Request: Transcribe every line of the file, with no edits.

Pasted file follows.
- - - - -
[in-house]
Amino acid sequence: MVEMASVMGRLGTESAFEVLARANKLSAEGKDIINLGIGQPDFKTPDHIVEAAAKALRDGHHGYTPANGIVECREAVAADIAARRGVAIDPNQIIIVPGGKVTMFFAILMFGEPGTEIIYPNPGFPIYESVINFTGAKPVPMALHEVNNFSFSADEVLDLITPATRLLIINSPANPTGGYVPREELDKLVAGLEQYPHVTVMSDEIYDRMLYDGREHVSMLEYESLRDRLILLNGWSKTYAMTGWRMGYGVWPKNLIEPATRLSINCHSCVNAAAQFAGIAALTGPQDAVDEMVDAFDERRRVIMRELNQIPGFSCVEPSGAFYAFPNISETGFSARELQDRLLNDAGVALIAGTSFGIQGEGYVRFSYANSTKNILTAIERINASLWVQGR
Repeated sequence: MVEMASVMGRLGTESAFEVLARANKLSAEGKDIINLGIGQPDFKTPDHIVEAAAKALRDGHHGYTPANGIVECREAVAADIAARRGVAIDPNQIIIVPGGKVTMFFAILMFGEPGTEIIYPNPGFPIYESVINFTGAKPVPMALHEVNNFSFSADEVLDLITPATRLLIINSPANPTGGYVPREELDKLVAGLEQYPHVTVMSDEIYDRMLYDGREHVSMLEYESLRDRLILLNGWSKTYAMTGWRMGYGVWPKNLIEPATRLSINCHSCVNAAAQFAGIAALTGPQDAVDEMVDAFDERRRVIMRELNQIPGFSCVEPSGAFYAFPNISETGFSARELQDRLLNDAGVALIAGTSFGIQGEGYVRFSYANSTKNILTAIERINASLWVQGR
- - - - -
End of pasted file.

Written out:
[in-house]
Amino acid sequence: MVEMASVMGRLGTESAFEVLARANKLSAEGKDIINLGIGQPDFKTPDHIVEAAAKALRDGHHGYTPANGIVECREAVAADIAARRGVAIDPNQIIIVPGGKVTMFFAILMFGEPGTEIIYPNPGFPIYESVINFTGAKPVPMALHEVNNFSFSADEVLDLITPATRLLIINSPANPTGGYVPREELDKLVAGLEQYPHVTVMSDEIYDRMLYDGREHVSMLEYESLRDRLILLNGWSKTYAMTGWRMGYGVWPKNLIEPATRLSINCHSCVNAAAQFAGIAALTGPQDAVDEMVDAFDERRRVIMRELNQIPGFSCVEPSGAFYAFPNISETGFSARELQDRLLNDAGVALIAGTSFGIQGEGYVRFSYANSTKNILTAIERINASLWVQGR
Repeated sequence: MVEMASVMGRLGTESAFEVLARANKLSAEGKDIINLGIGQPDFKTPDHIVEAAAKALRDGHHGYTPANGIVECREAVAADIAARRGVAIDPNQIIIVPGGKVTMFFAILMFGEPGTEIIYPNPGFPIYESVINFTGAKPVPMALHEVNNFSFSADEVLDLITPATRLLIINSPANPTGGYVPREELDKLVAGLEQYPHVTVMSDEIYDRMLYDGREHVSMLEYESLRDRLILLNGWSKTYAMTGWRMGYGVWPKNLIEPATRLSINCHSCVNAAAQFAGIAALTGPQDAVDEMVDAFDERRRVIMRELNQIPGFSCVEPSGAFYAFPNISETGFSARELQDRLLNDAGVALIAGTSFGIQGEGYVRFSYANSTKNILTAIERINASLWVQGR